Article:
September 10, 2020
Potential drug could stop deadly superbug
WEST LAFAYETTE, Ind. – Vancomycin-resistant enterococcus (VRE) is among the leading causes of hospital-acquired infections in the United States. An estimated 20,000 people in the U.S. become infected with it each year, and nearly 10% of people who get it die from it.
These superbugs typically develop from infections in the intestinal tract, where the bacteria become resistant to the antibiotic vancomycin. People who stay in a hospital have the highest odds of getting VRE.
They created their molecules by repurposing a drug that has been used for more than 80 years to treat glaucoma, congestive heart failure and some other health issues. Their work is published in the Journal of Medicinal Chemistry.
“The potency of these molecules and the ability to tune the molecules’ properties to target VRE in different compartments of the body make this an exciting project,” said Daniel Flaherty, an assistant professor of medicinal chemistry and molecular pharmacology. “I believe our discovery may help to change the way people treat VRE in the future.
“We can have molecules that can be used to treat deadly systemic VRE infections, or through manipulation of the properties of the molecule, design a compound that will reside solely in the gastrointestinal tract to reduce VRE colonization. By working across disciplines at Purdue, we have been able to improve the effectiveness of this drug 600 times better than where we started in treating VRE.”
Mohamed Seleem, a professor of microbiology, who co-created the molecules with Flaherty, said the problem with antibiotics on the market is that they are used for a wide variety of illnesses.
“These antibiotics can really rip apart the guts and destroy good bacteria,” Seleem said. “Then someone can develop Clostridium difficile, also known as C. diff, which kills about 30,000 people each year in the United States. Scientists across the globe are working on better solutions, but I think we are far away from seeing narrow-spectrum antibiotics proliferate the market.”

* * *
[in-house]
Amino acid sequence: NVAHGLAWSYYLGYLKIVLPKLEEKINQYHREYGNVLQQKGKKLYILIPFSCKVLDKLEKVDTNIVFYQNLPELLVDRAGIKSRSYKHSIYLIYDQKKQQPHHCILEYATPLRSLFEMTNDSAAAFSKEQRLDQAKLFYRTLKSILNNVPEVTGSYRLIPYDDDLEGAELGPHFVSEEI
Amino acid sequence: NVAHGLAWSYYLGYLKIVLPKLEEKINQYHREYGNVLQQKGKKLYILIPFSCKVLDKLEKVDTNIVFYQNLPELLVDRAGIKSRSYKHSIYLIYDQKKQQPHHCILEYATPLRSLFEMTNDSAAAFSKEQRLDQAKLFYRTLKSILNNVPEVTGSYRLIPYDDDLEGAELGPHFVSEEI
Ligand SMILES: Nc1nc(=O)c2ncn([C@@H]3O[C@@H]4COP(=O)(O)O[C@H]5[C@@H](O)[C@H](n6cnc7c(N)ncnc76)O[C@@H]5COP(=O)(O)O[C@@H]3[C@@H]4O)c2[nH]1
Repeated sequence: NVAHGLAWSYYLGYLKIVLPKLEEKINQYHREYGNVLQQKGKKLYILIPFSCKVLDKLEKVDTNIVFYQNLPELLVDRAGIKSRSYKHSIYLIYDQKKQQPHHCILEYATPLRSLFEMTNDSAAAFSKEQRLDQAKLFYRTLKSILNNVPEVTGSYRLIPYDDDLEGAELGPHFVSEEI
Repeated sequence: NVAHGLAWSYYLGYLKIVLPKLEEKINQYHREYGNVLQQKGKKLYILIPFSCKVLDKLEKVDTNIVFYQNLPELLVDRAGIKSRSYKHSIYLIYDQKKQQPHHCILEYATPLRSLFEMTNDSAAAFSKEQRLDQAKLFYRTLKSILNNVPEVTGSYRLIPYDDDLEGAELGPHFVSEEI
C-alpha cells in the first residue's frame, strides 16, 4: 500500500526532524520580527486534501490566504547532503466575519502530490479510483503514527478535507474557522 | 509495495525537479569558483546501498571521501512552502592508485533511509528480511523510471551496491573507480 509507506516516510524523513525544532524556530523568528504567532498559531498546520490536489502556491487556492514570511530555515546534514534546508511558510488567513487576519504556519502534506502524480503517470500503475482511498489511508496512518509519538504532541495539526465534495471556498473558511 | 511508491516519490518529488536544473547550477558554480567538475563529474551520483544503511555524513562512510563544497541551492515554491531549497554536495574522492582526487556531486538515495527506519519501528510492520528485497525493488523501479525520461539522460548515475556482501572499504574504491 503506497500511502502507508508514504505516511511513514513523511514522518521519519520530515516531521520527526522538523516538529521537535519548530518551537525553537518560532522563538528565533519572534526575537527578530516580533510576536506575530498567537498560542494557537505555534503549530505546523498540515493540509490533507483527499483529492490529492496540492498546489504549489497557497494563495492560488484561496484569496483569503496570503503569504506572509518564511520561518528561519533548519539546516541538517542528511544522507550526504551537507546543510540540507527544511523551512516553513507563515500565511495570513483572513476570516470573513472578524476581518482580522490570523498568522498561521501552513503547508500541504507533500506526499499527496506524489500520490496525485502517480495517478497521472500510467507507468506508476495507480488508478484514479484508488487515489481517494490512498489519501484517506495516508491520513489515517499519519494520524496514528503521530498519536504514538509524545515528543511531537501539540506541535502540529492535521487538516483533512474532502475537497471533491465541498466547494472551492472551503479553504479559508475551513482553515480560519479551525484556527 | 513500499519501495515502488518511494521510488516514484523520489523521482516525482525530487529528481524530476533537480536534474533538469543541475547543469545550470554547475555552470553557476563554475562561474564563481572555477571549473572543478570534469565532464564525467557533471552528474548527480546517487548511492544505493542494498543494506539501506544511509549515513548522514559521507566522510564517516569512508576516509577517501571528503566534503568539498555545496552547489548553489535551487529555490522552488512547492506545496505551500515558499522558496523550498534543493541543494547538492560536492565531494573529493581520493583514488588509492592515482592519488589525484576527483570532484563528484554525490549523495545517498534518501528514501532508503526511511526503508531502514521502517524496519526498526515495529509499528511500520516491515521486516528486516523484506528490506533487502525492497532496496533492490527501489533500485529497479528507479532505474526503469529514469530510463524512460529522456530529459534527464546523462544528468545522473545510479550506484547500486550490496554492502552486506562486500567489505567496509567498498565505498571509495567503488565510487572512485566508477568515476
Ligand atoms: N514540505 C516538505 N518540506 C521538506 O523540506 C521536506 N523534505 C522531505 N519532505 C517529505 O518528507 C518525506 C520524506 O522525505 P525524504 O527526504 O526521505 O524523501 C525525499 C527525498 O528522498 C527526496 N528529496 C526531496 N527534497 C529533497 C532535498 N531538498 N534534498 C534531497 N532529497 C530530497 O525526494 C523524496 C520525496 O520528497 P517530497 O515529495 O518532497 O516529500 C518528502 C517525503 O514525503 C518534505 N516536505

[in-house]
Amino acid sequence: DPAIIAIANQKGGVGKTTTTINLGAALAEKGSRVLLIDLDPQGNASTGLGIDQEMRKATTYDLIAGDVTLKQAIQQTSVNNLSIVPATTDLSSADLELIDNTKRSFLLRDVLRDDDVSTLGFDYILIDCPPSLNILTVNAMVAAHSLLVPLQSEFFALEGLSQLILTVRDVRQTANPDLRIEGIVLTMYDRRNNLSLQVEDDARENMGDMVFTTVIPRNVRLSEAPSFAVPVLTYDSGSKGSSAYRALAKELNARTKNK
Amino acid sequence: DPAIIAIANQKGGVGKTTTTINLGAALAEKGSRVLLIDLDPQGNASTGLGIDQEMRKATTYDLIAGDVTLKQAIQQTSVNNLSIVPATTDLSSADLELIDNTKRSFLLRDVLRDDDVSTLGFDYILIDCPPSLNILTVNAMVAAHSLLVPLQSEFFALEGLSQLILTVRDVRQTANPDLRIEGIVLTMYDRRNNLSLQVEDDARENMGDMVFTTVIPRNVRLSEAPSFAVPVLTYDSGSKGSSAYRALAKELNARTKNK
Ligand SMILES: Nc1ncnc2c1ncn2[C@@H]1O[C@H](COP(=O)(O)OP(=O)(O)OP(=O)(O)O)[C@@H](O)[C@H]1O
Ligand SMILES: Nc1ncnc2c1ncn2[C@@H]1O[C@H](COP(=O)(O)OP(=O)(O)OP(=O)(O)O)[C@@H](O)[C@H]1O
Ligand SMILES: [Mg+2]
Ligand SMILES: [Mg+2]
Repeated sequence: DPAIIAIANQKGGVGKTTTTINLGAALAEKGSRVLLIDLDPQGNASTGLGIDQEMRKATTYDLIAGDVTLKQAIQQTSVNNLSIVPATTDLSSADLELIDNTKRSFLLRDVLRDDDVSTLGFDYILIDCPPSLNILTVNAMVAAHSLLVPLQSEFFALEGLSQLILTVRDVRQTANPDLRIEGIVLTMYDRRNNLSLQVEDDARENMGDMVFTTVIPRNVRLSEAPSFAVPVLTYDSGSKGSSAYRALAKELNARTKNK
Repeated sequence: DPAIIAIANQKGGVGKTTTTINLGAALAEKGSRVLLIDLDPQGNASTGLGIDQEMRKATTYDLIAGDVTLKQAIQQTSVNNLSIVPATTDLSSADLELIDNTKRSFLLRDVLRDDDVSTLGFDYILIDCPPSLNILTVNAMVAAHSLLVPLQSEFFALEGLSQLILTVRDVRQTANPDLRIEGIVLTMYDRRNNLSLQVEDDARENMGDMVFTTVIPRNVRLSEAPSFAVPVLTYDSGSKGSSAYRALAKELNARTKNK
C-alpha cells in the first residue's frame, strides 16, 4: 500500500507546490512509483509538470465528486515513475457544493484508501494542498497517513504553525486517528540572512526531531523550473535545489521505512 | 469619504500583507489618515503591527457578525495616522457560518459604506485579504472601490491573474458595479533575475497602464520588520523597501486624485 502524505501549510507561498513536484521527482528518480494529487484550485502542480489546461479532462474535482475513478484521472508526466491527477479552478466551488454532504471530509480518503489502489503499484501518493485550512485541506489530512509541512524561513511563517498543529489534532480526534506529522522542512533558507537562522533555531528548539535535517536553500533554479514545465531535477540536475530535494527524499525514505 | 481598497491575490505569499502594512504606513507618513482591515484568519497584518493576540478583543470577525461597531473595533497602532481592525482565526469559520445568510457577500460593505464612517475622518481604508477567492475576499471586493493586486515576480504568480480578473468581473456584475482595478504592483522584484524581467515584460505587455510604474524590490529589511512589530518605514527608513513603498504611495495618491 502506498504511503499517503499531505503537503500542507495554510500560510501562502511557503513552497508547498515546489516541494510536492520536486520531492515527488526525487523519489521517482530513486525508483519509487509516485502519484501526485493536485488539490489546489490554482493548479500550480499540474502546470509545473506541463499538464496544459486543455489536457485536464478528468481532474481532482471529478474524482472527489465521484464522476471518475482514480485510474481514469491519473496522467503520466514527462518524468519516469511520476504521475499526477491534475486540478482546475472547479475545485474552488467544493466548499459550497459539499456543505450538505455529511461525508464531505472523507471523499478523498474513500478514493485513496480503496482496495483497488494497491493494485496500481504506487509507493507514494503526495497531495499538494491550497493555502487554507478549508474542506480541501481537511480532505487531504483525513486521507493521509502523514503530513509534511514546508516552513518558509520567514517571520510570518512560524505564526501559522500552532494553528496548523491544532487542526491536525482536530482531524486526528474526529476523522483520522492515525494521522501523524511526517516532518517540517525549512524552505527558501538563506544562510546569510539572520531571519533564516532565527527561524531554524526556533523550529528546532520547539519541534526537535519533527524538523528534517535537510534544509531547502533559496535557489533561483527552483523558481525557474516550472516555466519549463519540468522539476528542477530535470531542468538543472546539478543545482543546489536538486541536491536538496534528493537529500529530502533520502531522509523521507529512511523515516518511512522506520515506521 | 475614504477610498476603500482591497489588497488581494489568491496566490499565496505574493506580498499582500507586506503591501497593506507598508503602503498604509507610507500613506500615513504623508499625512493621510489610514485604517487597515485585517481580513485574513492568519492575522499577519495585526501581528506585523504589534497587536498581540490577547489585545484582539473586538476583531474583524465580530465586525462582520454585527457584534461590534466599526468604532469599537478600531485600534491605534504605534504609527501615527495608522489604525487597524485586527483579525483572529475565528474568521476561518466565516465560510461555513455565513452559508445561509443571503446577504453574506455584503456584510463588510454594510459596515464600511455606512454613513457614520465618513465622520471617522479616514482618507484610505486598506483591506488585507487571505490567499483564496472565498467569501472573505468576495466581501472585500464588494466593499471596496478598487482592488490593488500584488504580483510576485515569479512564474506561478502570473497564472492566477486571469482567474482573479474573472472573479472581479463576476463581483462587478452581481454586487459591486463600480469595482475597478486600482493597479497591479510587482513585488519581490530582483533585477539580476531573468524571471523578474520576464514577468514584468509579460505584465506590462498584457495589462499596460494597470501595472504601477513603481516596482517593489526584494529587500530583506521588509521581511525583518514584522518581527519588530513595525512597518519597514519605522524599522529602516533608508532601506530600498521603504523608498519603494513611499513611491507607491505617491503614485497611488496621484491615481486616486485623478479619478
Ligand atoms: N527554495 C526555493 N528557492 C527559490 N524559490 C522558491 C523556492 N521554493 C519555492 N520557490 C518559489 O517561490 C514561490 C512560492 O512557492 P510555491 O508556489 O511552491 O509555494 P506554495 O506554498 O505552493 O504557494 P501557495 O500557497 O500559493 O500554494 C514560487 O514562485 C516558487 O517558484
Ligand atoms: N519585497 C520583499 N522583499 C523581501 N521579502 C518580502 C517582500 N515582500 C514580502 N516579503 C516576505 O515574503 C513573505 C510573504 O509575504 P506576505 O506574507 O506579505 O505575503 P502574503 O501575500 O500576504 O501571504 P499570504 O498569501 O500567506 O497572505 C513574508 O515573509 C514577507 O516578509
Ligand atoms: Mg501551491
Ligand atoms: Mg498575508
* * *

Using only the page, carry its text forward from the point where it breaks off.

The Purdue team’s small molecules have been shown to target VRE and have the properties necessary to treat VRE in both systemic circulation or in the GI tract, where all VRE infections originate.
The innovators and OTC are looking for partners to continue developing their technology. For more information on licensing and other opportunities, contact Abhijit Karve of OTC at email@example.com.
About Purdue Research Foundation Office of Technology Commercialization
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Mohamed Seleem, email@example.com
Optimization of Acetazolamide-Based Scaffold as Potent Inhibitors of Vancomycin-Resistant Enterococcus
Jatinder Kaur, Xufeng Cao, Nader S. Abutaleb, Ahmed Elkashif, Amanda L. Graboski, Aaron D. Krabill, Ahmed Hassan AbdelKhalek, Weiwei An, Atul Bhardwaj, Mohamed N. Seleem and Daniel P. Flaherty
Vancomycin-resistant enterococci (VRE) are the second leading cause of hospital-acquired infections (HAIs) attributed to a drug-resistant bacterium in the United States, and resistance to the frontline treatments is well documented. To combat VRE, we have repurposed the FDA-approved carbonic anhydrase drug acetazolamide to design potent antienterococcal agents. Through structure–activity relationship optimization we have arrived at two leads possessing improved potency against clinical VRE strains from MIC = 2 μg/mL (acetazolamide) to MIC = 0.007 μg/mL (22) and 1 μg/mL (26). Physicochemical properties were modified to design leads that have either high oral bioavailability to treat systemic infections or low intestinal permeability to treat VRE infections in the gastrointestinal tract. Our data suggest the intracellular targets for the molecules are putative α-carbonic and γ-carbonic anhydrases, and homology modeling and molecular dynamics simulations were performed. Together, this study presents potential anti-VRE therapeutic options to provide alternatives for problematic VRE infections.